Outcomes of a Coaching-Based
WHO Safe Childbirth Checklist Program in India


Globally, maternal mortality ranges from 3 to 1360 per 100,000 births, neonatal mortality from 0.95 to 40.6 per 1000 live births, and the rate of stillbirths from 1.2 to 56.3 per 1000 births, with low-income and middle-income countries having rates an order of magnitude higher than those in high-income regions. 

Although there have been reductions in mortality in recent decades, there is substantial room for improvement. Despite a dramatic shift from home to facility-based births, birth attendants often do not adhere to practices known to reduce mortality, and mortality has not decreased as expected.


We conducted a matched-pair, cluster-randomized, controlled trial in government health facilities that received either the BetterBirth program, a coaching-based implementation of the WHO Safe Childbirth Checklist (60 facilities), or the existing standard of care (60 facilities). We have described the methods of the BetterBirth Trial, the BetterBirth intervention, and our data quality-assurance system elsewhere.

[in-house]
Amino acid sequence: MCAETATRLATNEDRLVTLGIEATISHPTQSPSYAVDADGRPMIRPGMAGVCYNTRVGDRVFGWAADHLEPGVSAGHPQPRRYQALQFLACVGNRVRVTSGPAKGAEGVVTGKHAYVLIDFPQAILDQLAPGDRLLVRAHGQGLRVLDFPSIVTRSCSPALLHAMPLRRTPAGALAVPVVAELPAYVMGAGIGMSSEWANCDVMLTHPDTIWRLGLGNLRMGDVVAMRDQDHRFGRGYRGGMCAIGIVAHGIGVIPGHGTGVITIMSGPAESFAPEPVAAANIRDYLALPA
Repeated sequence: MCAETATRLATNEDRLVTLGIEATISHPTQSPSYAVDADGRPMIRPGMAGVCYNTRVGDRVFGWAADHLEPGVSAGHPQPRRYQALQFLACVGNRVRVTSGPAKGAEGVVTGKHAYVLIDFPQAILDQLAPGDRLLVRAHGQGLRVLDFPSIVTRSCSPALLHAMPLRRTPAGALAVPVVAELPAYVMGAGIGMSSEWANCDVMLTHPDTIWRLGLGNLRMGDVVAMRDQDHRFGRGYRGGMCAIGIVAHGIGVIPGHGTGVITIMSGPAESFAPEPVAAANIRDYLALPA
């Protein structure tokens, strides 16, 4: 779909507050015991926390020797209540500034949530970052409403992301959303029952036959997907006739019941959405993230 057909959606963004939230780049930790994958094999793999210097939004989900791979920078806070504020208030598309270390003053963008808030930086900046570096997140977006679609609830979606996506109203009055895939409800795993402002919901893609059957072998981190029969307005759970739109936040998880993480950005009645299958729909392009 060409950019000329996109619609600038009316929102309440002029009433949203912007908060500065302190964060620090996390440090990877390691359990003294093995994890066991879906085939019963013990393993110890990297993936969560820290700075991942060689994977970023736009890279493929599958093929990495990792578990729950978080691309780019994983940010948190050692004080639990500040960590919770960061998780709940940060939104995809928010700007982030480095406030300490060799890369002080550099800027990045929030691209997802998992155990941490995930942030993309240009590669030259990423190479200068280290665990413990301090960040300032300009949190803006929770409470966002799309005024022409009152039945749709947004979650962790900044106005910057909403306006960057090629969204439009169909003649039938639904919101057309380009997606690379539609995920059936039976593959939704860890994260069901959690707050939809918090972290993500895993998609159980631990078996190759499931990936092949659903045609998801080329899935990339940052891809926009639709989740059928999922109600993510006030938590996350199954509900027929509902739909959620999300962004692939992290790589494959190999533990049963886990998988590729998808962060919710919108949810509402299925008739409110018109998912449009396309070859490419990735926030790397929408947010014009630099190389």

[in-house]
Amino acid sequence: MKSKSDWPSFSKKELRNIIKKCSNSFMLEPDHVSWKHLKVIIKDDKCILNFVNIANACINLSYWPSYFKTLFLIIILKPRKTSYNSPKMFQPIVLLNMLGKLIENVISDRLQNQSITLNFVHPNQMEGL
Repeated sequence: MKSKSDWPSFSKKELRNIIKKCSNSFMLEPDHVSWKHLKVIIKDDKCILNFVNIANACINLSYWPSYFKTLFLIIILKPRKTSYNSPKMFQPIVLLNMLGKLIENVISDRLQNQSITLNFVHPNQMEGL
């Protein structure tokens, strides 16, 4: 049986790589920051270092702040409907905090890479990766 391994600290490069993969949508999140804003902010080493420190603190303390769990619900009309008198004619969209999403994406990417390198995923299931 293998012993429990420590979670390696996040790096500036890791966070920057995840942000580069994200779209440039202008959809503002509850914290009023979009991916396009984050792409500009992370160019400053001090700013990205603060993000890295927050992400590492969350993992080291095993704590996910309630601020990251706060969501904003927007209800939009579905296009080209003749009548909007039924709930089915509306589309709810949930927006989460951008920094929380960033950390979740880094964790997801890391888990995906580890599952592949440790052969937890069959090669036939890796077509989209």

The trial protocol and statistical analysis plan are available with the full text of this article at NEJM.org. The trial sponsor (the Bill and Melinda Gates Foundation) reviewed the trial design and sample-size calculations but was not involved in data collection, management, analysis, or interpretation; the writing of the manuscript; or the decision to submit the manuscript for publication.

Women who were registered for labor and delivery — excluding women who delivered outside the facility, women who were referred from another facility, or women who were admitted for abortion — were eligible for the trial.


All 120 matched and randomly assigned facilities initiated the trial. During data collection, 2 facilities closed for renovations, halting enrollment prematurely for those facilities and their matched pairs.

Of the 163,939 women who were registered for labor and delivery (83,166 in the intervention group and 80,773 in the control group), 98.3% (161,107) were eligible for trial inclusion.